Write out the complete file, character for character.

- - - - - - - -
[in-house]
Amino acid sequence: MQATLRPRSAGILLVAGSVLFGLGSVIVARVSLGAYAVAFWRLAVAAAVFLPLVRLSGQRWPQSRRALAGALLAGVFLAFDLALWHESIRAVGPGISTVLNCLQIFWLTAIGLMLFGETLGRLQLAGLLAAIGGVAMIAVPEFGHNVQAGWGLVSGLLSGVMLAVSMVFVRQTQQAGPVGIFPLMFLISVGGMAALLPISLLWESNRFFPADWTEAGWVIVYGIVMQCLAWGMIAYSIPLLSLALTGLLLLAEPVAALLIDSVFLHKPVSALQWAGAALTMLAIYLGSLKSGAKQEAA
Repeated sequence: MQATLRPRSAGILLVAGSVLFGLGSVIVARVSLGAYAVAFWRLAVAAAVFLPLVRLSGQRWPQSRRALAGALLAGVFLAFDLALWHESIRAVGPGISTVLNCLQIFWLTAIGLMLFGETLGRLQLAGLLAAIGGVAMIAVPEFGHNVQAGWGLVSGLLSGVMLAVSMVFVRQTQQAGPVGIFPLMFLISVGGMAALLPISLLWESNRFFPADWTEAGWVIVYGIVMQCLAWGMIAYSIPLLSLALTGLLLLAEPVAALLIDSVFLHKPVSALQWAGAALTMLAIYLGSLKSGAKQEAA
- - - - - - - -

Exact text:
[in-house]
Amino acid sequence: MQATLRPRSAGILLVAGSVLFGLGSVIVARVSLGAYAVAFWRLAVAAAVFLPLVRLSGQRWPQSRRALAGALLAGVFLAFDLALWHESIRAVGPGISTVLNCLQIFWLTAIGLMLFGETLGRLQLAGLLAAIGGVAMIAVPEFGHNVQAGWGLVSGLLSGVMLAVSMVFVRQTQQAGPVGIFPLMFLISVGGMAALLPISLLWESNRFFPADWTEAGWVIVYGIVMQCLAWGMIAYSIPLLSLALTGLLLLAEPVAALLIDSVFLHKPVSALQWAGAALTMLAIYLGSLKSGAKQEAA
Repeated sequence: MQATLRPRSAGILLVAGSVLFGLGSVIVARVSLGAYAVAFWRLAVAAAVFLPLVRLSGQRWPQSRRALAGALLAGVFLAFDLALWHESIRAVGPGISTVLNCLQIFWLTAIGLMLFGETLGRLQLAGLLAAIGGVAMIAVPEFGHNVQAGWGLVSGLLSGVMLAVSMVFVRQTQQAGPVGIFPLMFLISVGGMAALLPISLLWESNRFFPADWTEAGWVIVYGIVMQCLAWGMIAYSIPLLSLALTGLLLLAEPVAALLIDSVFLHKPVSALQWAGAALTMLAIYLGSLKSGAKQEAA